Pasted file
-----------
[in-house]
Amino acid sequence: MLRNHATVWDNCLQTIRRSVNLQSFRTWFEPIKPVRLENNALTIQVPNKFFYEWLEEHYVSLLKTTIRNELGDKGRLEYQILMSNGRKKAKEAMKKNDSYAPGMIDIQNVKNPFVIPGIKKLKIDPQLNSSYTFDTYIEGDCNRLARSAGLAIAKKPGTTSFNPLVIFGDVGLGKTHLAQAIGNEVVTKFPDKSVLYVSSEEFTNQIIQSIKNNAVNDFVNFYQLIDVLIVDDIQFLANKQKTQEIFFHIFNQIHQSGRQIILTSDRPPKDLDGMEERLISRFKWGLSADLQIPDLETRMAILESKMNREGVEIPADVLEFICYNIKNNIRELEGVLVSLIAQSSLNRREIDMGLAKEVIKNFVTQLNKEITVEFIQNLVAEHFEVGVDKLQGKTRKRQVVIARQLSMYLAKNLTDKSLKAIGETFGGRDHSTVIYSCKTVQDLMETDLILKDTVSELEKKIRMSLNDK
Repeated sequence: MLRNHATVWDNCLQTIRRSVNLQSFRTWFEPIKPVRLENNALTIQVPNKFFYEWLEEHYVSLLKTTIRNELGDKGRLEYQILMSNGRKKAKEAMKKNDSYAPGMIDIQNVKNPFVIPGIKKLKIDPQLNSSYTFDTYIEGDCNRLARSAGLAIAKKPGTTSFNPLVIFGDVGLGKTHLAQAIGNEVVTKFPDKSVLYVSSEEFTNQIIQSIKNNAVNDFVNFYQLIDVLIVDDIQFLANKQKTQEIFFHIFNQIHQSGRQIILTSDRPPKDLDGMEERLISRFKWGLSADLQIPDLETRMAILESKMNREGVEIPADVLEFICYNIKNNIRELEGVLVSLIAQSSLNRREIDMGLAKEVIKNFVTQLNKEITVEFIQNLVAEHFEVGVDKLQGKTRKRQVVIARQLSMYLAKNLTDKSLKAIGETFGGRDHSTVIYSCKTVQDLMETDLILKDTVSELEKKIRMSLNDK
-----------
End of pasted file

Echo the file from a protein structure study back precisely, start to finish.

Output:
[in-house]
Amino acid sequence: MLRNHATVWDNCLQTIRRSVNLQSFRTWFEPIKPVRLENNALTIQVPNKFFYEWLEEHYVSLLKTTIRNELGDKGRLEYQILMSNGRKKAKEAMKKNDSYAPGMIDIQNVKNPFVIPGIKKLKIDPQLNSSYTFDTYIEGDCNRLARSAGLAIAKKPGTTSFNPLVIFGDVGLGKTHLAQAIGNEVVTKFPDKSVLYVSSEEFTNQIIQSIKNNAVNDFVNFYQLIDVLIVDDIQFLANKQKTQEIFFHIFNQIHQSGRQIILTSDRPPKDLDGMEERLISRFKWGLSADLQIPDLETRMAILESKMNREGVEIPADVLEFICYNIKNNIRELEGVLVSLIAQSSLNRREIDMGLAKEVIKNFVTQLNKEITVEFIQNLVAEHFEVGVDKLQGKTRKRQVVIARQLSMYLAKNLTDKSLKAIGETFGGRDHSTVIYSCKTVQDLMETDLILKDTVSELEKKIRMSLNDK
Repeated sequence: MLRNHATVWDNCLQTIRRSVNLQSFRTWFEPIKPVRLENNALTIQVPNKFFYEWLEEHYVSLLKTTIRNELGDKGRLEYQILMSNGRKKAKEAMKKNDSYAPGMIDIQNVKNPFVIPGIKKLKIDPQLNSSYTFDTYIEGDCNRLARSAGLAIAKKPGTTSFNPLVIFGDVGLGKTHLAQAIGNEVVTKFPDKSVLYVSSEEFTNQIIQSIKNNAVNDFVNFYQLIDVLIVDDIQFLANKQKTQEIFFHIFNQIHQSGRQIILTSDRPPKDLDGMEERLISRFKWGLSADLQIPDLETRMAILESKMNREGVEIPADVLEFICYNIKNNIRELEGVLVSLIAQSSLNRREIDMGLAKEVIKNFVTQLNKEITVEFIQNLVAEHFEVGVDKLQGKTRKRQVVIARQLSMYLAKNLTDKSLKAIGETFGGRDHSTVIYSCKTVQDLMETDLILKDTVSELEKKIRMSLNDK